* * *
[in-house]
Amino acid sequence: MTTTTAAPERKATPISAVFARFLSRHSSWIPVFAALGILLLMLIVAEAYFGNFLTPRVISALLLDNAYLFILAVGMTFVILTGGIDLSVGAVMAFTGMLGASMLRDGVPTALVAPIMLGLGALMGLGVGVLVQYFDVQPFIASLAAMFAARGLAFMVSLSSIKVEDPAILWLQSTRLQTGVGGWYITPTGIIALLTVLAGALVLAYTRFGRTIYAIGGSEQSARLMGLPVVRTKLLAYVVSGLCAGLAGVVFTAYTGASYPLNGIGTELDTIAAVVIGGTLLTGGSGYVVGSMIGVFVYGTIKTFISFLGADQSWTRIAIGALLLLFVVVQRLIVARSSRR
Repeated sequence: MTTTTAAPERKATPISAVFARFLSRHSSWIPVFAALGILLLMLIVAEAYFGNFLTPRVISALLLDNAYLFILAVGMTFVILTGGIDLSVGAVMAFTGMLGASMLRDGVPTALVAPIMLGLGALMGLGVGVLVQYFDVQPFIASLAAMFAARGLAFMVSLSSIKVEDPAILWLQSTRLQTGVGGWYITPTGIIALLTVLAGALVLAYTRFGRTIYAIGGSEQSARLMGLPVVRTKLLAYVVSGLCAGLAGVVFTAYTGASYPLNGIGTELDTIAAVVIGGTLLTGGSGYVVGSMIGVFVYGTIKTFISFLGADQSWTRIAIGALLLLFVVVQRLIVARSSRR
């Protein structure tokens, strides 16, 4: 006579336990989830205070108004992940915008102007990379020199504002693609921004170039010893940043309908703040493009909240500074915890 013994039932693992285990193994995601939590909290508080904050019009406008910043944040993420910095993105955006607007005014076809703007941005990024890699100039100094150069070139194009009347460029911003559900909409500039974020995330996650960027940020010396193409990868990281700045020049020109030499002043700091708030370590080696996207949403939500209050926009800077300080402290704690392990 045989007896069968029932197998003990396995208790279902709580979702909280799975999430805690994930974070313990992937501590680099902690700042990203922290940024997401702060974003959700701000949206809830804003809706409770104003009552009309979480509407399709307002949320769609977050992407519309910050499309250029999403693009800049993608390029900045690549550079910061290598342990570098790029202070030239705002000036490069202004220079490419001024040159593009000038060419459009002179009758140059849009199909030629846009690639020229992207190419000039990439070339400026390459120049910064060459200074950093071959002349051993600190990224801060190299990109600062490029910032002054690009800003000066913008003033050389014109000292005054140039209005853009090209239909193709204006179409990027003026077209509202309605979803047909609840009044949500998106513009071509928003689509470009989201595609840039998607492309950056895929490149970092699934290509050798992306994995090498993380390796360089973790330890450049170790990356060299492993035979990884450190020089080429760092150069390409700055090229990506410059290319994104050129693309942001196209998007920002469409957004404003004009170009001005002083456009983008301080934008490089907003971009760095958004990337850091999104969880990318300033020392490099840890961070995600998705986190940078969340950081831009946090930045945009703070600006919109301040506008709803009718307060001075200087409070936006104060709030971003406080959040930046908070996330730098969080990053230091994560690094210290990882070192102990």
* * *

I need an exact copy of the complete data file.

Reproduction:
[in-house]
Amino acid sequence: MTTTTAAPERKATPISAVFARFLSRHSSWIPVFAALGILLLMLIVAEAYFGNFLTPRVISALLLDNAYLFILAVGMTFVILTGGIDLSVGAVMAFTGMLGASMLRDGVPTALVAPIMLGLGALMGLGVGVLVQYFDVQPFIASLAAMFAARGLAFMVSLSSIKVEDPAILWLQSTRLQTGVGGWYITPTGIIALLTVLAGALVLAYTRFGRTIYAIGGSEQSARLMGLPVVRTKLLAYVVSGLCAGLAGVVFTAYTGASYPLNGIGTELDTIAAVVIGGTLLTGGSGYVVGSMIGVFVYGTIKTFISFLGADQSWTRIAIGALLLLFVVVQRLIVARSSRR
Repeated sequence: MTTTTAAPERKATPISAVFARFLSRHSSWIPVFAALGILLLMLIVAEAYFGNFLTPRVISALLLDNAYLFILAVGMTFVILTGGIDLSVGAVMAFTGMLGASMLRDGVPTALVAPIMLGLGALMGLGVGVLVQYFDVQPFIASLAAMFAARGLAFMVSLSSIKVEDPAILWLQSTRLQTGVGGWYITPTGIIALLTVLAGALVLAYTRFGRTIYAIGGSEQSARLMGLPVVRTKLLAYVVSGLCAGLAGVVFTAYTGASYPLNGIGTELDTIAAVVIGGTLLTGGSGYVVGSMIGVFVYGTIKTFISFLGADQSWTRIAIGALLLLFVVVQRLIVARSSRR
């Protein structure tokens, strides 16, 4: 006579336990989830205070108004992940915008102007990379020199504002693609921004170039010893940043309908703040493009909240500074915890 013994039932693992285990193994995601939590909290508080904050019009406008910043944040993420910095993105955006607007005014076809703007941005990024890699100039100094150069070139194009009347460029911003559900909409500039974020995330996650960027940020010396193409990868990281700045020049020109030499002043700091708030370590080696996207949403939500209050926009800077300080402290704690392990 045989007896069968029932197998003990396995208790279902709580979702909280799975999430805690994930974070313990992937501590680099902690700042990203922290940024997401702060974003959700701000949206809830804003809706409770104003009552009309979480509407399709307002949320769609977050992407519309910050499309250029999403693009800049993608390029900045690549550079910061290598342990570098790029202070030239705002000036490069202004220079490419001024040159593009000038060419459009002179009758140059849009199909030629846009690639020229992207190419000039990439070339400026390459120049910064060459200074950093071959002349051993600190990224801060190299990109600062490029910032002054690009800003000066913008003033050389014109000292005054140039209005853009090209239909193709204006179409990027003026077209509202309605979803047909609840009044949500998106513009071509928003689509470009989201595609840039998607492309950056895929490149970092699934290509050798992306994995090498993380390796360089973790330890450049170790990356060299492993035979990884450190020089080429760092150069390409700055090229990506410059290319994104050129693309942001196209998007920002469409957004404003004009170009001005002083456009983008301080934008490089907003971009760095958004990337850091999104969880990318300033020392490099840890961070995600998705986190940078969340950081831009946090930045945009703070600006919109301040506008709803009718307060001075200087409070936006104060709030971003406080959040930046908070996330730098969080990053230091994560690094210290990882070192102990």